The loss of New START would be a particularly painful step, although not only for the commonly cited reason that it provides the last numerical limitation on U.S. and Russian strategic weapons. Both parties already have more than sufficient weapons for deterrence purposes. The real loss would be in the transparency provided by the treaty’s information and verification regime. Without this data, greater uncertainty will arise regarding both sides’ intentions, and prospects for an unnecessary arms race increase in the absence of knowledge. Hopefully, Moscow understands that New START remains in its interest, and we will have to bear Medvedev’s bluster as part of the same sort of disinformation that tries to portray the United States as responsible for the ends of other arms control agreements such as the Treaty on Conventional Armed Forces in Europe and the Intermediate-range Nuclear Forces Treaty.
What, therefore, can be done to answer such threats? Strategic patience is a large part of the answer. While it is imperative not to reward Putin for nuclear blackmail, it also remains important not to overreact by making nuclear threats or throwing away the important tool that is arms control.
Although any progress on arms control may seem a distant prospect, the potential benefits to a good agreement in the future are worth keeping the door open. At the same time, just as Putin’s uncloaked aggression has undermined any argument that Russia was protecting Russians, maintaining strong U.S. support for an arms control process when Moscow is turning its back will demonstrate where the real threat to global security lies and increase international pressure on Putin.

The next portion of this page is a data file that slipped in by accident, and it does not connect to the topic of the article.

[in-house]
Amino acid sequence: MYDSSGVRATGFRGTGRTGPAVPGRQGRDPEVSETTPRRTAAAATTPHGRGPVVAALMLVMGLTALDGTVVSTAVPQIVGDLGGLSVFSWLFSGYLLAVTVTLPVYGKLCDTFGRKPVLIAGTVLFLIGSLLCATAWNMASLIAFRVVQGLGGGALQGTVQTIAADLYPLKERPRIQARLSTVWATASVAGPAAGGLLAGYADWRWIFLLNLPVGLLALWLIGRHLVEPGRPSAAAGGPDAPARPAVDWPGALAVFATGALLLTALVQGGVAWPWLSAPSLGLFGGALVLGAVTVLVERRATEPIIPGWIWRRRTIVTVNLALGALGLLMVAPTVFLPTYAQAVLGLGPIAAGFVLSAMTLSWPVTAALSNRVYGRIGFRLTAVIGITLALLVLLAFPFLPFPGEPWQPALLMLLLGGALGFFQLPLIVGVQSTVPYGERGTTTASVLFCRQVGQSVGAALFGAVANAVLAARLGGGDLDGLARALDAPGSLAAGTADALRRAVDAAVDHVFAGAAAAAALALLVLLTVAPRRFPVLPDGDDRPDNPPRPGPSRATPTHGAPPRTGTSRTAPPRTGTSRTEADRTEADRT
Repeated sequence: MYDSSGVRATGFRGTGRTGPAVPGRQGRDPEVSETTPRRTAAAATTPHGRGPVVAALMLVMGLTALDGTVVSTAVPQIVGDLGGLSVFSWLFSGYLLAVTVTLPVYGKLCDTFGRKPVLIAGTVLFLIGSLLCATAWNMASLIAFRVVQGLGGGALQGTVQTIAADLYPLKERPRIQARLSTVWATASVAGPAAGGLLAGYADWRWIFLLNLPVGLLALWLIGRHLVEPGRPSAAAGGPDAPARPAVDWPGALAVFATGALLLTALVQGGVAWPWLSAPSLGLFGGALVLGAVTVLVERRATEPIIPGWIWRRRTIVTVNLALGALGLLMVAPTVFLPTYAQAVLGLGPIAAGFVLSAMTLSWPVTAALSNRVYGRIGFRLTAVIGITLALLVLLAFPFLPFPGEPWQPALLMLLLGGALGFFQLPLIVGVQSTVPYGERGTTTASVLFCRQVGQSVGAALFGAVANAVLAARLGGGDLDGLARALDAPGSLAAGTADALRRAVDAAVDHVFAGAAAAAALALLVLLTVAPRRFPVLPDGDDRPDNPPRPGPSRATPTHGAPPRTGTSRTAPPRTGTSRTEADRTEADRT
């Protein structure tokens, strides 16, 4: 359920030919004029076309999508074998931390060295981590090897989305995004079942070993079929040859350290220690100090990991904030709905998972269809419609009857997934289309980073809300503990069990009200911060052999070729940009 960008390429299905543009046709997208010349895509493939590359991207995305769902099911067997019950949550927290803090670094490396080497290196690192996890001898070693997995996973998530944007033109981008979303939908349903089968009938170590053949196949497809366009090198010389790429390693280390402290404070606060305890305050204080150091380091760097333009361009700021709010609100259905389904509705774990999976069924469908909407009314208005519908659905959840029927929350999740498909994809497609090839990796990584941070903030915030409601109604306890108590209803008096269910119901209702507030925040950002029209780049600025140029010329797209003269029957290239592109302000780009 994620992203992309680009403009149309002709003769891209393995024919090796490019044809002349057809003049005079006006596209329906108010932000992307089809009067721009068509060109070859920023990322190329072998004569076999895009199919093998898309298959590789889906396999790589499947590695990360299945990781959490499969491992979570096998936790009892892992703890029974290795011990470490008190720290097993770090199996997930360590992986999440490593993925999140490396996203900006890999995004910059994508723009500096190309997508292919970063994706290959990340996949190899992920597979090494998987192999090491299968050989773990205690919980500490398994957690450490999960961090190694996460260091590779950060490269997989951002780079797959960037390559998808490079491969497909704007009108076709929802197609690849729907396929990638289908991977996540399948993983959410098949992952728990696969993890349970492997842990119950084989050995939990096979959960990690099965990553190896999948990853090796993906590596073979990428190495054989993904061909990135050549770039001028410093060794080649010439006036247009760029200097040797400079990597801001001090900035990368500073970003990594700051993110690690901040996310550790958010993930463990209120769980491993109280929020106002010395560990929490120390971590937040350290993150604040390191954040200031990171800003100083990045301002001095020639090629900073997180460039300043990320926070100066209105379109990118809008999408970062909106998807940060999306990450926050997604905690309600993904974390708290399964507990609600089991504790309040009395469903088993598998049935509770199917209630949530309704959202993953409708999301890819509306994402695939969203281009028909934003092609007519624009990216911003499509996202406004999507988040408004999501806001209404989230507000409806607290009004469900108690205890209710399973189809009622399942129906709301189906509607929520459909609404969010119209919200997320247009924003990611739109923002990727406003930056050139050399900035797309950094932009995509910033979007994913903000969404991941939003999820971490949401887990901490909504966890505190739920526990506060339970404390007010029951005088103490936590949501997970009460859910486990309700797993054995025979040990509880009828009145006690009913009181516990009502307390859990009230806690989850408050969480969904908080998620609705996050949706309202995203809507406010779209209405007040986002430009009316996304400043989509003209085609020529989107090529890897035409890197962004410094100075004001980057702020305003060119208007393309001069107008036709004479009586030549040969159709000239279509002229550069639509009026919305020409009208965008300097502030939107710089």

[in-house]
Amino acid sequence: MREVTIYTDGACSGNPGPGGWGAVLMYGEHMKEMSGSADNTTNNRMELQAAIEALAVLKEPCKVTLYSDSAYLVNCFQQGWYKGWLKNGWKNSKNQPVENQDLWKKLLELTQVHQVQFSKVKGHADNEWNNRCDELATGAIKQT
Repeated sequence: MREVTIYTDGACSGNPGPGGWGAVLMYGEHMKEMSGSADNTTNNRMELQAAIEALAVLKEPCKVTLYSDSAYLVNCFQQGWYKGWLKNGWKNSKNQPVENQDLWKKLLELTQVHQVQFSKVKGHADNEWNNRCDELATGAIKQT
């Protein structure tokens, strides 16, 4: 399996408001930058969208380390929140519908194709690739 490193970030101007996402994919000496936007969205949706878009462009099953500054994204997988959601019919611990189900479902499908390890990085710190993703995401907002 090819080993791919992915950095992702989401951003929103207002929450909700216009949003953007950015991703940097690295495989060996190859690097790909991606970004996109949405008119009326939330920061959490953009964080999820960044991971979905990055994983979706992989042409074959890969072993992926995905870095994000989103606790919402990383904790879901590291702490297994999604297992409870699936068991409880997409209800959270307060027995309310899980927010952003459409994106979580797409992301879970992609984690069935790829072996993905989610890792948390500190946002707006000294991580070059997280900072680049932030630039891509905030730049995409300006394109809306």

Higher alert levels underline the importance of maintaining a dialogue to limit the danger that nuclear weapons might be used. It is important to keep in mind that this is a long game, and arms control is a means to increasing international security and not an end in itself. Cutting off all avenues for negotiation could unwittingly strengthen the role of nuclear weapons in Russian strategy. Remaining open to talks, particularly on limiting destabilizing non-strategic weapons could make a path to deescalation available for when Russia chooses to take it.
Putin’s war against Ukraine has led the world to reconsider a number of assumptions, not only about Russian behavior, but about the role of nuclear weapons and efforts to prevent their spread. Although the higher alert of Russian nuclear forces and Medvedev’s threat to withdraw from New START may smack of desperation, they are indicative of Moscow’s pushing the boundaries of leveraging its nuclear capabilities to achieve its goals. It should be seen for what it is: an attempt to get the west to back off by exploiting political divisions and fear. It should not be the reason to abandon a policy tool.